U.S. Air Force Gen. Glen VanHerck, commander of North American Aerospace Defense Command and U.S. Northern Command, U.S. Army Gen. James Dickinson, commander of U.S. Space Command, welcome Secretary of Defense Lloyd J. Austin III as he arrives at Peterson Space Force Base, May 24, 2022. Austin visited the U.S. Air Force Academy to deliver the keynote address at the graduation ceremony on May 25, 2022. (Paul Honnick/U.S. Space Force)
A bipartisan group of 40 U.S. senators including Michael Bennet and John Hickenlooper of Colorado wrote to the Department of Defense asking officials to address toxic chemical exposure at military installations.
Perfluoroalkyl and polyfluoroalkyl substances, also known as PFAS substances, are synthetic chemicals found in firefighting foam, among other products. The chemicals are notoriously persistent and cannot be removed from drinking water by boiling, earning the nickname “forever chemicals.”
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PFAS contamination emerged as an issue in Colorado in 2015, when the Widefield, Fountain and Security communities in El Paso County detected levels of contamination in drinking water well above federal limits, Newsline previously reported. The chemicals have been linked to firefighting foam use at Peterson Space Force Base for petroleum fires that cannot be put out by water alone.
The letter, directed to Secretary of Defense Lloyd Austin, notes that nearly 700 military installations across the country have known or suspected contamination to the toxic chemicals, and it asks the DOD to prioritize PFAS testing and remediation because of how much funding Congress has committed to the issue. According to a news release from Hickenlooper’s office, Congress has increased its funding on the matter by $1 billion over the past six years. This includes $517 million from the National Defense Authorization Act specifically targeted at PFAS-related activities for the 2022 fiscal year.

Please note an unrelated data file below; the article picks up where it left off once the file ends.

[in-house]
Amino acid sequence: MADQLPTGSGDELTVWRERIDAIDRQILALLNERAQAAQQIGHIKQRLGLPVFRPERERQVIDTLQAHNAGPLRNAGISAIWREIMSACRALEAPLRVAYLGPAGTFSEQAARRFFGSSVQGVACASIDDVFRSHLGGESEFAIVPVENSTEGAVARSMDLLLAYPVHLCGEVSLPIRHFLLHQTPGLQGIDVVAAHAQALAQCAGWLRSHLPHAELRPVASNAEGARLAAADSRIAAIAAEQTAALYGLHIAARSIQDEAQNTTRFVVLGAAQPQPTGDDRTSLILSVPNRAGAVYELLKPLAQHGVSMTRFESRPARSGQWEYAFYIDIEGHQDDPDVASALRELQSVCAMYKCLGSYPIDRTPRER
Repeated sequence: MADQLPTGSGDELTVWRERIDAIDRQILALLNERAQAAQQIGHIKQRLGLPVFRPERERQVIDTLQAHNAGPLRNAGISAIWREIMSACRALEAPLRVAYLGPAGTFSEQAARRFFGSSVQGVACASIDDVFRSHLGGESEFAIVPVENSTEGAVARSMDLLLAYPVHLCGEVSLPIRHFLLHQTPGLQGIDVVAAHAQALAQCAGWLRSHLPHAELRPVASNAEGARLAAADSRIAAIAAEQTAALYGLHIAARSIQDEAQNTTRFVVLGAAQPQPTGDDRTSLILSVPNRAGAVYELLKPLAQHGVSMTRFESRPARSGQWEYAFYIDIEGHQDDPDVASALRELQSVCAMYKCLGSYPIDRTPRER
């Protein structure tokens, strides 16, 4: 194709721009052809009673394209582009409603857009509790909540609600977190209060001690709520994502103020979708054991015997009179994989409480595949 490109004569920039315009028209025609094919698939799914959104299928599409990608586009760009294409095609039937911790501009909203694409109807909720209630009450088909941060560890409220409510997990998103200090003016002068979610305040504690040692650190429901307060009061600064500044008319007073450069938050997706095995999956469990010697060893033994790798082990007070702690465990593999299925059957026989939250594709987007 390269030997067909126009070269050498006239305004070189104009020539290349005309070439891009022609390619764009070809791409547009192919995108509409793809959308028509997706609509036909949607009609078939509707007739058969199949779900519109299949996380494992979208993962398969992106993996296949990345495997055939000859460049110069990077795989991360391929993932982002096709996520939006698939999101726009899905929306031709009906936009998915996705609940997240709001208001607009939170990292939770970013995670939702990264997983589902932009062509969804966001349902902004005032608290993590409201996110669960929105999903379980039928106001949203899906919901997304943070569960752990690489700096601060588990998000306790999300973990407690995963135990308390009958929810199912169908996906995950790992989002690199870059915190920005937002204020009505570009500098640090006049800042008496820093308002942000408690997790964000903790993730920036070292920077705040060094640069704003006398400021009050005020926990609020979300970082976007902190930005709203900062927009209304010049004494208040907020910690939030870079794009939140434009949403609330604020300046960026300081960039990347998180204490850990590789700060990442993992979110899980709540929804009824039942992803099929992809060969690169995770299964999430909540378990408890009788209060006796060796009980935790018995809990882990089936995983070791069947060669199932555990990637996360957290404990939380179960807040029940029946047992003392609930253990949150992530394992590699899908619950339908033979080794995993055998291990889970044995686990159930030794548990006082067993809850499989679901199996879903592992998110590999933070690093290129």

PFAS substances have been linked to cancer, high cholesterol, fertility problems and developmental delays. Besides firefighting foam, the chemicals are also found in certain nonstick and waterproof products, including cookware, food packaging and fabrics.
“These health concerns pose a significant hazard to the safety of our communities, and individuals either previously or currently exposed to toxic PFAS chemicals, underscoring the urgency of reducing exposure,” the letter reads. “We are, however, concerned that DoD has failed to adequately prepare for additional funding being made available. It is our understanding that one of the major obstacles in the way of Congress putting more resources toward this problem is a lack of planning by the Department adequately developing the appropriate plans to utilize higher funding levels as provided by Congress.”
The letter emphasizes the department’s “responsibility to place greater emphasis” on addressing PFAS contamination as it impacts service members, military families and communities. The group of senators wants the department to put a much emphasis on the issue as Congress has with its funding commitments.
Other asks of the department include specific PFAS-related plans, policies and programs, while also addressing deficiencies in past planning the department “has claimed limits their ability to execute higher levels of funding.” The senators also want a plan provided to Congress “no later than upon the release of the President’s Budget Request for Fiscal Year 2024 on how the Department is prepared to execute increased funding levels for PFAS-related activities.”
Bennet and Hickenlooper asked for additional help from the U.S. Air Force earlier this year after PFAS substances were found in the Widefield aquifer in El Paso County that provides drinking water to thousands of people in surrounding communities, as well as surface water for area ponds.
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